THE DRAB DECADE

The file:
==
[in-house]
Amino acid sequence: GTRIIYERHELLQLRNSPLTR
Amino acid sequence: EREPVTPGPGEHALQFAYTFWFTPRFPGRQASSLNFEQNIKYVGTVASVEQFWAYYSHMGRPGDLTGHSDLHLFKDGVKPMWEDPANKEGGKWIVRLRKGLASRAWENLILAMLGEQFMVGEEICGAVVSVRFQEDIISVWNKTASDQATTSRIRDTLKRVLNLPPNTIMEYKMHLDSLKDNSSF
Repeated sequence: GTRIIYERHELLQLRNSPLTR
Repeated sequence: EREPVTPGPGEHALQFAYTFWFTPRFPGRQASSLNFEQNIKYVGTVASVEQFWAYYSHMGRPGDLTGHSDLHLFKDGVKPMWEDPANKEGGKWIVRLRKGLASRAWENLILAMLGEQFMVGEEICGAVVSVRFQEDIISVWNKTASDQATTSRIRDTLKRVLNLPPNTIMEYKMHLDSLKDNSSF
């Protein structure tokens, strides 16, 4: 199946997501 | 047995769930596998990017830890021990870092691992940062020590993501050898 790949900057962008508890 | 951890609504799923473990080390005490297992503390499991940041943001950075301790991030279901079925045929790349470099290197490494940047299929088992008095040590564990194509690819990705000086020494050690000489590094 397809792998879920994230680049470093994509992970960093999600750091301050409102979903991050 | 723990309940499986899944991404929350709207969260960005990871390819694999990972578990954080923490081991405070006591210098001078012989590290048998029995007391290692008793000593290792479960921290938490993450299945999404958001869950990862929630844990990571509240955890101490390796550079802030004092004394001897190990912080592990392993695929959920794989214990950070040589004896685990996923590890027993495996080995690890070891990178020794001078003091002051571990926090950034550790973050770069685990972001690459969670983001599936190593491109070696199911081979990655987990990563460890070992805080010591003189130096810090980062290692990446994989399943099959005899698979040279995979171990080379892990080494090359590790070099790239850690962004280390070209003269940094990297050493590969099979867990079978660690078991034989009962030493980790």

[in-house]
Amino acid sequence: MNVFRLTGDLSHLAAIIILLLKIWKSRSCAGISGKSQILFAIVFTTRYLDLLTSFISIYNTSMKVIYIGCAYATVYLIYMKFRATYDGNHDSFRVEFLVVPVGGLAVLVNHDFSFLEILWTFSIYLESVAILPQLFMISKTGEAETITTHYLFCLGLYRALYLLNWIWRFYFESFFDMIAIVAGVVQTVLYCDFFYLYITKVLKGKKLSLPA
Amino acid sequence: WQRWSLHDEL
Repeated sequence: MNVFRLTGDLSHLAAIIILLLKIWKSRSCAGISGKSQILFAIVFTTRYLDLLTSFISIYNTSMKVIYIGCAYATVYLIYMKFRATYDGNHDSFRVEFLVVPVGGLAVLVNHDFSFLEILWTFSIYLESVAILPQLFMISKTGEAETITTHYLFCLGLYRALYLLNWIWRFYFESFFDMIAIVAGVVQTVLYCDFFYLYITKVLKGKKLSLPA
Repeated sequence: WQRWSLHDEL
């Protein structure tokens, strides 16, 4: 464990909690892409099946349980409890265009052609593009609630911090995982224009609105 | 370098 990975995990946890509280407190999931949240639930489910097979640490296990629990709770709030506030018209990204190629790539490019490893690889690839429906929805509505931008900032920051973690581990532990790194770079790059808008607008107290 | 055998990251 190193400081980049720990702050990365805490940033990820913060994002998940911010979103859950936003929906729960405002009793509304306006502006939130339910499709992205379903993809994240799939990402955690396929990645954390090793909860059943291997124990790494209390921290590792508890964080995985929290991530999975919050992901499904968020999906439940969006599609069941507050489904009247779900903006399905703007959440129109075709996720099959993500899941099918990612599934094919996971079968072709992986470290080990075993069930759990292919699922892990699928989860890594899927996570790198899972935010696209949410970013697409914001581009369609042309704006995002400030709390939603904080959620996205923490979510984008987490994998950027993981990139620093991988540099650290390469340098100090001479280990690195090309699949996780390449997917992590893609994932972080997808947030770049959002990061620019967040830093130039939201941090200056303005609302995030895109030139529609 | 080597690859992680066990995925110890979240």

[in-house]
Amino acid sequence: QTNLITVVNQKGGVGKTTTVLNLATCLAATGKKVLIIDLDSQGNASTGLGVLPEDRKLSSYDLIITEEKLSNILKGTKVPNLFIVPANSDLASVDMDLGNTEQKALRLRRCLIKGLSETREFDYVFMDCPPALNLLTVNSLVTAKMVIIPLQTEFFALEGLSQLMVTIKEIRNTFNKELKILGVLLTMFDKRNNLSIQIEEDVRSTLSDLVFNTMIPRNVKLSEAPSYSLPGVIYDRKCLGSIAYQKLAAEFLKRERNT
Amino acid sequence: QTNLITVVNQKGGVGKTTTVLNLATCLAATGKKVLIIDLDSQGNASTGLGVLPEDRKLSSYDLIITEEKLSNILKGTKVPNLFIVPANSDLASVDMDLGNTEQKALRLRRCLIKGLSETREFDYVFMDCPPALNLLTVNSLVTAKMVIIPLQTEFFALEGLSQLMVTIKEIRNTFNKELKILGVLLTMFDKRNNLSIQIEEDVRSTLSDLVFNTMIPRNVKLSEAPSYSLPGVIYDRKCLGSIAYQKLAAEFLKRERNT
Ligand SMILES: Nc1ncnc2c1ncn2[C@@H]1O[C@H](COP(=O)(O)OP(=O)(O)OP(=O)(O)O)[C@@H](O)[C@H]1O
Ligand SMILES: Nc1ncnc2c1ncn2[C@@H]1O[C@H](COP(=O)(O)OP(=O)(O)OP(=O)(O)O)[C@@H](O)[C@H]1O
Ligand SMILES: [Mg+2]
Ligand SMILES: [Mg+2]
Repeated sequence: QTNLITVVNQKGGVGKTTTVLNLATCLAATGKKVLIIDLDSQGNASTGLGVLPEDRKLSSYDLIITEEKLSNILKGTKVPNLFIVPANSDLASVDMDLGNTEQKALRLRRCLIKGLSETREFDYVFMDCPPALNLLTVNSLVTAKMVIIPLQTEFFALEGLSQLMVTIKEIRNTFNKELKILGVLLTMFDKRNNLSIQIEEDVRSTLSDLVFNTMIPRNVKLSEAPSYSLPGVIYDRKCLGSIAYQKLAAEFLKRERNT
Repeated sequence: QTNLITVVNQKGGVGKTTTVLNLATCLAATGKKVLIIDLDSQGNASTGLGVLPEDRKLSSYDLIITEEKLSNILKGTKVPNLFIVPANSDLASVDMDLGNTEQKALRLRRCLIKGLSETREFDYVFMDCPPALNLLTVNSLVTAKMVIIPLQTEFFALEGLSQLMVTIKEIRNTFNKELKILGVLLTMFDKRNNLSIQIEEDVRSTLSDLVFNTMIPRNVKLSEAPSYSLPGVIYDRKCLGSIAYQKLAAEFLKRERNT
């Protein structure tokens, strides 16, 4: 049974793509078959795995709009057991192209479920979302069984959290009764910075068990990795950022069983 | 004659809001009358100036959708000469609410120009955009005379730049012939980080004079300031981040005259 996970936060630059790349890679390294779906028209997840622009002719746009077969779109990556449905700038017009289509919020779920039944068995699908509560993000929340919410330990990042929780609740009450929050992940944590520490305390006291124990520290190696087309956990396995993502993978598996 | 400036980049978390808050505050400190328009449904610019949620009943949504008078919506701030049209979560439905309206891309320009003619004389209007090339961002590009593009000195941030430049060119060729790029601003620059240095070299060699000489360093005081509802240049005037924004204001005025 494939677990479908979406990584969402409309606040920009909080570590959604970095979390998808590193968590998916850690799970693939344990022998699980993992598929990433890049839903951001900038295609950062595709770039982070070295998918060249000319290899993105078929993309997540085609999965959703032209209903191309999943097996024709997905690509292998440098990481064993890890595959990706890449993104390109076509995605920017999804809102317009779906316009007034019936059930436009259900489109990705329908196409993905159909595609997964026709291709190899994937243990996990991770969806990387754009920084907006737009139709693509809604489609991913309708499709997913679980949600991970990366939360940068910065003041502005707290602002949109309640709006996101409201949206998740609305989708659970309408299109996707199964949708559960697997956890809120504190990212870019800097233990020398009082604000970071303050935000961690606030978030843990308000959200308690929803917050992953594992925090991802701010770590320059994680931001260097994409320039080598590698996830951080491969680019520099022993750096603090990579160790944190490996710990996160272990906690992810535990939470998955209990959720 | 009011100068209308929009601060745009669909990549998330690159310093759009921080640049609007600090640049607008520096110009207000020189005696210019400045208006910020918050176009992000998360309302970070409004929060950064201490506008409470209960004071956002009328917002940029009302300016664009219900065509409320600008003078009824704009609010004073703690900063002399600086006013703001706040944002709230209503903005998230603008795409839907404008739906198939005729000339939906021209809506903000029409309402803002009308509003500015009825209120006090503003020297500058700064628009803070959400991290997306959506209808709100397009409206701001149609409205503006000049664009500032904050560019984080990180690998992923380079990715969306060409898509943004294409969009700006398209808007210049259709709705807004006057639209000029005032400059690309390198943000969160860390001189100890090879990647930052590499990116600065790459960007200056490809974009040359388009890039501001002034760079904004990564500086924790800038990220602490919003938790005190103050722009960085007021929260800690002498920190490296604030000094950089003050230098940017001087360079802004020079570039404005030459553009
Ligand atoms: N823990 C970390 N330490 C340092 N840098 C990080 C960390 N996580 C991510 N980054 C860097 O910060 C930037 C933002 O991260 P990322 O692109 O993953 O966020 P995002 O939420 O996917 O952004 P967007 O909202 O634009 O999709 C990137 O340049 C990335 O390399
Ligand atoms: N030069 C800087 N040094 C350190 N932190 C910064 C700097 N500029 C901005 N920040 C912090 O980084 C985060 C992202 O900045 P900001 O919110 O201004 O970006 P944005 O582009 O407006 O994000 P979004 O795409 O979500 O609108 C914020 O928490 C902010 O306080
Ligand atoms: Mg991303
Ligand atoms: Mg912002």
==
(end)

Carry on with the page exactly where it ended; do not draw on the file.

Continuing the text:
EDMUND A. ENGLER made a quiet start. Fundamentally he was a student; his approach to problems that he had inherited was studious and deliberate. The situation in 1901 would not have aroused much enthusiasm in any occupant of the presidential chair, even if he had possessed the buoyancy of spirit that Dr. Engler lacked. Endowment was meager - less than $550,000. Trustees talked volubly about increasing it, but did little except turn hopeful eyes toward Stephen Salisbury. Student enrollment was less than 250, and facilities for even that number were none too adequate. Excluding the shop staff, there were but fifteen professors and nine instructors, all carrying excessive loads. The curriculum was weak in many particulars; entrance requirements were below accepted standards. In fact, there was official doubt whether the Institute qualified as a first-line engineering college. It was a condition that demanded study -and abundant optimism.
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